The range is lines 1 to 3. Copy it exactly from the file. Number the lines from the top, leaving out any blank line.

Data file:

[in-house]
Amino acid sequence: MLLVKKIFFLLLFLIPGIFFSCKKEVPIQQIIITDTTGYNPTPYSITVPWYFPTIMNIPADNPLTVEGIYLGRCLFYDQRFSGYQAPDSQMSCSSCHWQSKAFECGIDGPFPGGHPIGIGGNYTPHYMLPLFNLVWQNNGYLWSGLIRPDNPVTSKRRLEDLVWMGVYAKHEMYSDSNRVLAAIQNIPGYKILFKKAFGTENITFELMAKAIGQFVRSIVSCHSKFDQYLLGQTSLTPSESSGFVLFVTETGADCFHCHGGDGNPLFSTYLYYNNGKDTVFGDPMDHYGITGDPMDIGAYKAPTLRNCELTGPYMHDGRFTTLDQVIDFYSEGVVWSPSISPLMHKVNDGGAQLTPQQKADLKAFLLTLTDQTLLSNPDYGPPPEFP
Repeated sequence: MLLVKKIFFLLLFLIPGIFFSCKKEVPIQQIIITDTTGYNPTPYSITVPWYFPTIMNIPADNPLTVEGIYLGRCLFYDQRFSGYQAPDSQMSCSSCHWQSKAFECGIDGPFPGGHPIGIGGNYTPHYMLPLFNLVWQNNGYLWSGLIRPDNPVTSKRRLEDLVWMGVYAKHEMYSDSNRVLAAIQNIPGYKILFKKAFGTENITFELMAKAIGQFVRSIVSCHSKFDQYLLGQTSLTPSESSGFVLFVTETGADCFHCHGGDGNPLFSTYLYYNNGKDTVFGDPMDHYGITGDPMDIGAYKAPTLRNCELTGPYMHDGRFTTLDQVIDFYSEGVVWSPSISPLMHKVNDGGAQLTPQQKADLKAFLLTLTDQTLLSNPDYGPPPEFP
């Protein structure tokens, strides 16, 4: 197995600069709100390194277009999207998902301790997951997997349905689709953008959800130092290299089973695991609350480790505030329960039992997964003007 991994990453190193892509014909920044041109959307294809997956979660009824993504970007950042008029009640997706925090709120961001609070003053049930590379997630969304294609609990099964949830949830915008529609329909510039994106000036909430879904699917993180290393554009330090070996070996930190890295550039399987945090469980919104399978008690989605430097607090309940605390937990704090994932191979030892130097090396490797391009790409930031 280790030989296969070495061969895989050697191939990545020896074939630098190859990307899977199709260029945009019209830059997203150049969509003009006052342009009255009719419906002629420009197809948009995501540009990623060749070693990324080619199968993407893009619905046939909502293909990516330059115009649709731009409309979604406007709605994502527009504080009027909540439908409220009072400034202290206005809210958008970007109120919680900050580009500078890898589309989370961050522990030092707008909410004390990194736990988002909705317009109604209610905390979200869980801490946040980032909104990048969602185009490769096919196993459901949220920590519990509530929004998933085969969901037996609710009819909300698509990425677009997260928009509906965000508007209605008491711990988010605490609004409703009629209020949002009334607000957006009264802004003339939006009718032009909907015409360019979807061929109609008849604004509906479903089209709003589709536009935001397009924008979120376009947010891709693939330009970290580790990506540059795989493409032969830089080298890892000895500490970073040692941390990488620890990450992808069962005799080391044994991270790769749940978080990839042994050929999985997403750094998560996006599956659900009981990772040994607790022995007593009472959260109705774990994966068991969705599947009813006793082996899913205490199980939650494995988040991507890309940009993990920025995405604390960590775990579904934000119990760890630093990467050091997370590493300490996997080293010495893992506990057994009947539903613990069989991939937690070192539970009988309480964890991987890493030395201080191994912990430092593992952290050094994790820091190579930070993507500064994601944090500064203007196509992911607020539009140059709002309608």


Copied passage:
[in-house]
Amino acid sequence: MLLVKKIFFLLLFLIPGIFFSCKKEVPIQQIIITDTTGYNPTPYSITVPWYFPTIMNIPADNPLTVEGIYLGRCLFYDQRFSGYQAPDSQMSCSSCHWQSKAFECGIDGPFPGGHPIGIGGNYTPHYMLPLFNLVWQNNGYLWSGLIRPDNPVTSKRRLEDLVWMGVYAKHEMYSDSNRVLAAIQNIPGYKILFKKAFGTENITFELMAKAIGQFVRSIVSCHSKFDQYLLGQTSLTPSESSGFVLFVTETGADCFHCHGGDGNPLFSTYLYYNNGKDTVFGDPMDHYGITGDPMDIGAYKAPTLRNCELTGPYMHDGRFTTLDQVIDFYSEGVVWSPSISPLMHKVNDGGAQLTPQQKADLKAFLLTLTDQTLLSNPDYGPPPEFP
Repeated sequence: MLLVKKIFFLLLFLIPGIFFSCKKEVPIQQIIITDTTGYNPTPYSITVPWYFPTIMNIPADNPLTVEGIYLGRCLFYDQRFSGYQAPDSQMSCSSCHWQSKAFECGIDGPFPGGHPIGIGGNYTPHYMLPLFNLVWQNNGYLWSGLIRPDNPVTSKRRLEDLVWMGVYAKHEMYSDSNRVLAAIQNIPGYKILFKKAFGTENITFELMAKAIGQFVRSIVSCHSKFDQYLLGQTSLTPSESSGFVLFVTETGADCFHCHGGDGNPLFSTYLYYNNGKDTVFGDPMDHYGITGDPMDIGAYKAPTLRNCELTGPYMHDGRFTTLDQVIDFYSEGVVWSPSISPLMHKVNDGGAQLTPQQKADLKAFLLTLTDQTLLSNPDYGPPPEFP